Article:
The following is excerpted from a Cycle World post by Ben Purvis about Honda’s patent application for a regenerative-braking system for hybrid and/or all-electric motorcycles based upon the two-wheel machines being two-wheel-drive motorcycles. The article contains numerous images and illustrations from the patent application.

TOKYO — One of the key technologies used by virtually every electric and hybrid car on the market is regenerative braking—or reversing the flow of power to recharge the batteries when you’re slowing down—as a way to boost range. But the same idea has yet to be fully exploited on motorcycles for one simple reason: We do almost all of our braking with the front wheel, and send drive exclusively to the rear.

Related post:
Funky New Honda Bike Patent Has Drum Brakes

In cars, the braking effort is more evenly spread, and many put their power down though the front wheels, making the job of using electricity regeneration much easier than it is on bikes. However, the rewards of regen are potentially significant. Every time you hit the brakes, the forward motion that you burned fuel (or used electricity) to create gets converted into heat and dissipated into the air. If you can recover that energy and reuse it later, it’s a much more efficient way of operating.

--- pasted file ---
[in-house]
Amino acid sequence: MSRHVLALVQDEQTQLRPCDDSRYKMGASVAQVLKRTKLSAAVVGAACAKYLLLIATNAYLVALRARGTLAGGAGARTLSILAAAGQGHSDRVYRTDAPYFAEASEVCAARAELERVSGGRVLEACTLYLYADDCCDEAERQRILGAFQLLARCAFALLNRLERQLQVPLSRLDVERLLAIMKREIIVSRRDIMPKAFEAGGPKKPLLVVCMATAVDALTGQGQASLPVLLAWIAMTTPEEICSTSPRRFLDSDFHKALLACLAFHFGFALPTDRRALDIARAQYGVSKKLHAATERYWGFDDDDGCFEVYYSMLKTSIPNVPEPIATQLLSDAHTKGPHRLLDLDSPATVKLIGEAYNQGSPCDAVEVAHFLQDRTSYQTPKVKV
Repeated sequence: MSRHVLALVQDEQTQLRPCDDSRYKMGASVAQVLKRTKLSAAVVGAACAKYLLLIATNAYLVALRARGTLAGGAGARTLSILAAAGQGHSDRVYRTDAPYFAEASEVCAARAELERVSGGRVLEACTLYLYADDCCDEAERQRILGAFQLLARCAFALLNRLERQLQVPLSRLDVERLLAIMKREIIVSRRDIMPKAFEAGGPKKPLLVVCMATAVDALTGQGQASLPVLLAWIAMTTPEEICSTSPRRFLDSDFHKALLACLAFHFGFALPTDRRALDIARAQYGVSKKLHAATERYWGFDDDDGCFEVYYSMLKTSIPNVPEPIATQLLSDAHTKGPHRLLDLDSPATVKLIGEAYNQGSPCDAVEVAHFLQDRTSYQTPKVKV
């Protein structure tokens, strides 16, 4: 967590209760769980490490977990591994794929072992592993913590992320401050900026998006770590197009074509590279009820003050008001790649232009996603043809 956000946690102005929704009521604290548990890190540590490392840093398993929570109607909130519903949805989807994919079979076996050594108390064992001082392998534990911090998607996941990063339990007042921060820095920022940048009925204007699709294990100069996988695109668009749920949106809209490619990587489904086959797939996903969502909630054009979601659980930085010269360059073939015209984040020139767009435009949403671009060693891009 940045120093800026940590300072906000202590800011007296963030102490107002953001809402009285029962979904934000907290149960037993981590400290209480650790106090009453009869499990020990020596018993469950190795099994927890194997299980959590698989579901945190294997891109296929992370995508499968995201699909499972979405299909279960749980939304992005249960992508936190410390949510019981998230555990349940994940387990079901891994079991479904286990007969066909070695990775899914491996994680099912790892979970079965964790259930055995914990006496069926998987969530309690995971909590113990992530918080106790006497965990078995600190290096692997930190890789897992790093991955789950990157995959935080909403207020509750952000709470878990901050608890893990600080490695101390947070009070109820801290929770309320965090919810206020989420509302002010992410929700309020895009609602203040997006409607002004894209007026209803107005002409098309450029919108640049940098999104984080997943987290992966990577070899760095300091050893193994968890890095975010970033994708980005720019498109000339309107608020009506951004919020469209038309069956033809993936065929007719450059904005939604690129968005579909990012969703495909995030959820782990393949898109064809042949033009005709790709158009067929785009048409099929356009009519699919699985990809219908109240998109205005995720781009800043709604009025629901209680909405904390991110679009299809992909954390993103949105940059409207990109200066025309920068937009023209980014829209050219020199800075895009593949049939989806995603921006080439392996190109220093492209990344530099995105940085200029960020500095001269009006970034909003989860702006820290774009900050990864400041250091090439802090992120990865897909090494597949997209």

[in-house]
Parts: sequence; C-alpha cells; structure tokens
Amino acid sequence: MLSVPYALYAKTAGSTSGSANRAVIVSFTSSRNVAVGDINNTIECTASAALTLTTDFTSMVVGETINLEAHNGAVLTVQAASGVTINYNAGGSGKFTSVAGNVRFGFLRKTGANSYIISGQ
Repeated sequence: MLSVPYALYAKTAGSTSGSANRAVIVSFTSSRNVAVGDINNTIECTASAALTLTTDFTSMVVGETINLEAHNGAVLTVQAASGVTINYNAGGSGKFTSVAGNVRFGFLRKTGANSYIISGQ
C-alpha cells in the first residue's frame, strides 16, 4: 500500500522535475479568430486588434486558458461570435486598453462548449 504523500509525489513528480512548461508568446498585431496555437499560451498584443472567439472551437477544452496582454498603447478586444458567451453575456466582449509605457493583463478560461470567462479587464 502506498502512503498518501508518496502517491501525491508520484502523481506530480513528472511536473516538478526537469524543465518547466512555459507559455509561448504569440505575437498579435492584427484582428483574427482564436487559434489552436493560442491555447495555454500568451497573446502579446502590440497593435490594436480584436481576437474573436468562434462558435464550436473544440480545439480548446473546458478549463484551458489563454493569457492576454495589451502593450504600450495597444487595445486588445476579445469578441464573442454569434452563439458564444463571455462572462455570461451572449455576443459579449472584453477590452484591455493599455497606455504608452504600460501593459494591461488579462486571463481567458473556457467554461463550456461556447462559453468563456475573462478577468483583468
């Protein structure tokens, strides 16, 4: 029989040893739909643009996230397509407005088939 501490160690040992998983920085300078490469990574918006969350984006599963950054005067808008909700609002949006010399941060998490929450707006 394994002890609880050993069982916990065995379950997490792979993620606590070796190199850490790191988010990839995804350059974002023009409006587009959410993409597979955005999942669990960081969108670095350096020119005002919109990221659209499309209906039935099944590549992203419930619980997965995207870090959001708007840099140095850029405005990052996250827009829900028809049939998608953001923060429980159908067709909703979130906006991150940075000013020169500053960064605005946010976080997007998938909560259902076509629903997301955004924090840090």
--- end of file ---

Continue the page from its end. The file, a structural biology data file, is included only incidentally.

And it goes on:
A motorcycle’s weight transfers significantly to the front during braking, and the rear brakes are barely used in most cases. But that weight transfer also means using the rear wheel for regen-braking-to-drive isn’t always most efficient. Honda has been pondering precisely this problem, and it’s come up with a solution that involves making a hybrid or all-electric bike that’s two-wheel drive.

The obvious solution here—and one that’s been experimented with by various bike firms already—is to add a small electric motor/generator in the front wheel hub. But with such a vast amount of braking done with the front wheel, it’s unlikely that such a design could efficiently recover the maximum possible energy. Honda’s solution doesn’t use any electric connection to the front wheel but relies on hydraulics instead.

Will the patent ever become a viable production machine? Your guess is as good as ours at the moment, but given the potential increase in range and efficiency that effective regenerative braking offers, there’s a significant carrot dangling in front of the company that can crack this conundrum, particularly as ever more bikes move to electric power.

To view the entire post and images, click HERE.